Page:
The British Supreme Court voted in favor of Parliament on Tuesday, stating that Article 50 must be triggered in order to start the process of “Brexit.”
As a result of this conclusion, Prime Minister Theresa May cannot trigger negotiation with the European Union until the members of Parliament vote on this key event. This process is expected to be completed by March 31.
Regarding the ruling, Lord Neuberger said, “The government cannot trigger Article 50 without an Act of Parliament.”
To many, this decision is seen as one that goes directly against the democratic will of the 52 percent who voted “leave” in the historic referendum.
Theresa May—despite being an outspoken opponent during the campaign— has strongly stated “Brexit is Brexit” when summarizing her mindset. Although she voted to remain in the EU, she has said that she wishes to uphold the democratic will of the people.
“Anticipating defeat, May’s government has been working on legislation aimed to secure parliamentary approval as soon as possible”
The supreme court ruling could prove an uneasy factor towards the Brexit process. Over 17-million “leave” voters could be greatly angered by the court’s decision to hand the process to parliament. During the ruling, the supreme court stressed that the ruling was only given on a question of law – one of grave constitutional importance — not on the grounds of EU membership.
What the Supreme Court Ruled
From the judgement, Supreme Court President Lord Neuberger commented, “By a majority of eight to three, the Supreme Court today rules that the government cannot trigger Article 50 without an act of Parliament authorizing it to do so.”
“Withdrawal effects a fundamental change by cutting off the source of EU law, as well as changing legal rights. The UK’s constitutional arrangements require such changes to be clearly authorized by Parliament.”
Additionally, from a unanimous decision, the court rejected arguments that the Scottish Parliament, Welsh Assembly and Northern Ireland Assembly be given access to vote on the trigger of Article 50.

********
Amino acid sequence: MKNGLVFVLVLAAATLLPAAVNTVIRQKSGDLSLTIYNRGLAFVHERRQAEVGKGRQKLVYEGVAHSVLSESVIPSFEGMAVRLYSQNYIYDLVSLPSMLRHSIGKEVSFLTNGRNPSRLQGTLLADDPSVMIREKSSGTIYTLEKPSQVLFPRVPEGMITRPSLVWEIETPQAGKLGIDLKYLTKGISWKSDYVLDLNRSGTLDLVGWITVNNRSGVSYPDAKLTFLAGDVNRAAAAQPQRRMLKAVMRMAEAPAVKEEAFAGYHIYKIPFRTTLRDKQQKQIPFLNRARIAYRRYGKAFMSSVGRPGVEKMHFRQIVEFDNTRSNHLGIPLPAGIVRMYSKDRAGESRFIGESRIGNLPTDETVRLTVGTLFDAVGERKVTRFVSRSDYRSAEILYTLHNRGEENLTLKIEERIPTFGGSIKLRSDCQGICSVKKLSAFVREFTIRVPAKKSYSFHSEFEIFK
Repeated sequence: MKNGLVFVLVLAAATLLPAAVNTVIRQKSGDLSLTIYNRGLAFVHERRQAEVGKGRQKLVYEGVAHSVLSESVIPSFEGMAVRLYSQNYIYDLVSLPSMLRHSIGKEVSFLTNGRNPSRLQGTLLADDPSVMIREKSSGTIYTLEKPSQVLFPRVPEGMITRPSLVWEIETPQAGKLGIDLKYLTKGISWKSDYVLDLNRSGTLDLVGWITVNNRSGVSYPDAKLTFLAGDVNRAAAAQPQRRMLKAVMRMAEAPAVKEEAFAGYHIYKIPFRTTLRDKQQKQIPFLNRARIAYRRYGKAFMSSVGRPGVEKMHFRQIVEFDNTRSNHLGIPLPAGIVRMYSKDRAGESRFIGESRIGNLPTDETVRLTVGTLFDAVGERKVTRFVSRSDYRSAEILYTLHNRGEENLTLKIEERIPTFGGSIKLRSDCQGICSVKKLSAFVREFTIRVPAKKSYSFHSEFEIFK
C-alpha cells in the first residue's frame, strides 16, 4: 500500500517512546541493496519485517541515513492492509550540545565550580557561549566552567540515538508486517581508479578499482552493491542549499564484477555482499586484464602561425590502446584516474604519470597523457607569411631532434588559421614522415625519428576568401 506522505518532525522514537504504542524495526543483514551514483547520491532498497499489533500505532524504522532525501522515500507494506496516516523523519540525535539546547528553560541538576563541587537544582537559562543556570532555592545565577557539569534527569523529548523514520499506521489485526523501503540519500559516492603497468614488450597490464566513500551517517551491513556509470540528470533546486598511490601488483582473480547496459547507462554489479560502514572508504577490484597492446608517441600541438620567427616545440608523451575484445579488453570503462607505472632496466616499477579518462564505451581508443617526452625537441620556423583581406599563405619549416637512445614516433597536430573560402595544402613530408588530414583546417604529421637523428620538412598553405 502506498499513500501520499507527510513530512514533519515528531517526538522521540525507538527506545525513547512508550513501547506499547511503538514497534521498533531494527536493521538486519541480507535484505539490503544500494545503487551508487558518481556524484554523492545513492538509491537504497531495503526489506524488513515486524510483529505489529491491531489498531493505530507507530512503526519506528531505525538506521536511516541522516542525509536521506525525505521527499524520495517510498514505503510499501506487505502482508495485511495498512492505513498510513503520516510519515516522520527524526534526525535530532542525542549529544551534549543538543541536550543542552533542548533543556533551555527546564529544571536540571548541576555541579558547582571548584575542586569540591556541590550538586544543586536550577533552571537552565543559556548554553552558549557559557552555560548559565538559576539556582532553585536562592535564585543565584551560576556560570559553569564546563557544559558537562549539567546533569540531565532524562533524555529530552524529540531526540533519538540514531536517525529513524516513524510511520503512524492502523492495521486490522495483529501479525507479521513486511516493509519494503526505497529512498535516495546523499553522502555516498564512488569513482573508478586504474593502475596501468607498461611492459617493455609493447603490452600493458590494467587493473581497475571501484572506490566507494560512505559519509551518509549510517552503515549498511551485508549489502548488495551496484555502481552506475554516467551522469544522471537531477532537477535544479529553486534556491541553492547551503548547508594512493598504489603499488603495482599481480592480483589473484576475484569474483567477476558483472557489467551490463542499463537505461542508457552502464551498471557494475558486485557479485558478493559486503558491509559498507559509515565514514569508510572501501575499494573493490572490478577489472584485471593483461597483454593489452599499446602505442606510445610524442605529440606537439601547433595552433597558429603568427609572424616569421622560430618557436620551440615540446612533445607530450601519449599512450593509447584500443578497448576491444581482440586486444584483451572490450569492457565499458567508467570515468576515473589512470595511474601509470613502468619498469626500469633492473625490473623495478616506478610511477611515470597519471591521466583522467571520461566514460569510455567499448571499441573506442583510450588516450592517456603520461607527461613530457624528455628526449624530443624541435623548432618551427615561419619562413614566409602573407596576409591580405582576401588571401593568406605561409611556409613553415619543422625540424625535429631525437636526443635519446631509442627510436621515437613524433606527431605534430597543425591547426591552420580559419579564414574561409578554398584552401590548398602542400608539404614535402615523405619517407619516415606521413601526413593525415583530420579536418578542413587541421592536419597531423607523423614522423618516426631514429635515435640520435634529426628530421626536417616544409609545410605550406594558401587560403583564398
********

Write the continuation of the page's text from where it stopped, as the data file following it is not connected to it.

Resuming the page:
Lord Neuberger added, “Relations with the EU are a matter for the UK government.” The court claim their decision does and will not affect the referendum result. Despite losing the case, PM May’s government will be able to continue its plans for Brexit.
The BBC reported that the court claimed triggering Article 50 would mean overturning existing UK law, so MPs and peers should decide.
Anti-Brexit campaigner Gina Miller’s View
Gina Miller, a foreign Investment manager, and one of the campaigners who had brought the initial case against the government, stated that Brexit was “the most divisive issue of a generation,” but added that her victory was “not about politics, but process.”.
Gina added: “This is a victory for democracy and the rule of law. We should all welcome it.”
“I sincerely hope that going forward that people who stand in positions of power and profile are much quicker in condemning those who cross the lines of common decency and mutual respect.”
The Supreme Court’s ruling to hand the Brexit process to parliament is heavily criticized to be stalling the process by Brexiteers, but the court strongly puts forward their view that the process should be handed to the British Parliament.